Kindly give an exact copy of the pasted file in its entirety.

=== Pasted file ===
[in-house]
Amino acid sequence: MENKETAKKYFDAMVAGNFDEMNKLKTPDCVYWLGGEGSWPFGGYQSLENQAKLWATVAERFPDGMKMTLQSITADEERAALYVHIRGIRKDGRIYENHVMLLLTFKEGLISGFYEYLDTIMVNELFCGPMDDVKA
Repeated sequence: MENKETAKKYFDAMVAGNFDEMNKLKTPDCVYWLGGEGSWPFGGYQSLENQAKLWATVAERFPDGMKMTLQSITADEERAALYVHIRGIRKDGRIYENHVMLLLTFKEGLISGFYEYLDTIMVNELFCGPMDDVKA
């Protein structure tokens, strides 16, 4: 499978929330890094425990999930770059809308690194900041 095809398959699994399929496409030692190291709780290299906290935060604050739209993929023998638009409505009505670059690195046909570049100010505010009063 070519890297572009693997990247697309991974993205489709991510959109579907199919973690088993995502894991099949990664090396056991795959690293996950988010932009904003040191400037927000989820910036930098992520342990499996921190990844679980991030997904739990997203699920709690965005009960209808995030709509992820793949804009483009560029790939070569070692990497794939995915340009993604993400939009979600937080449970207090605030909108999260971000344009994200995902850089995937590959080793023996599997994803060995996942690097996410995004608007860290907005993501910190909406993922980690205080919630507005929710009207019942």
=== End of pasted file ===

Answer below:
[in-house]
Amino acid sequence: MENKETAKKYFDAMVAGNFDEMNKLKTPDCVYWLGGEGSWPFGGYQSLENQAKLWATVAERFPDGMKMTLQSITADEERAALYVHIRGIRKDGRIYENHVMLLLTFKEGLISGFYEYLDTIMVNELFCGPMDDVKA
Repeated sequence: MENKETAKKYFDAMVAGNFDEMNKLKTPDCVYWLGGEGSWPFGGYQSLENQAKLWATVAERFPDGMKMTLQSITADEERAALYVHIRGIRKDGRIYENHVMLLLTFKEGLISGFYEYLDTIMVNELFCGPMDDVKA
């Protein structure tokens, strides 16, 4: 499978929330890094425990999930770059809308690194900041 095809398959699994399929496409030692190291709780290299906290935060604050739209993929023998638009409505009505670059690195046909570049100010505010009063 070519890297572009693997990247697309991974993205489709991510959109579907199919973690088993995502894991099949990664090396056991795959690293996950988010932009904003040191400037927000989820910036930098992520342990499996921190990844679980991030997904739990997203699920709690965005009960209808995030709509992820793949804009483009560029790939070569070692990497794939995915340009993604993400939009979600937080449970207090605030909108999260971000344009994200995902850089995937590959080793023996599997994803060995996942690097996410995004608007860290907005993501910190909406993922980690205080919630507005929710009207019942």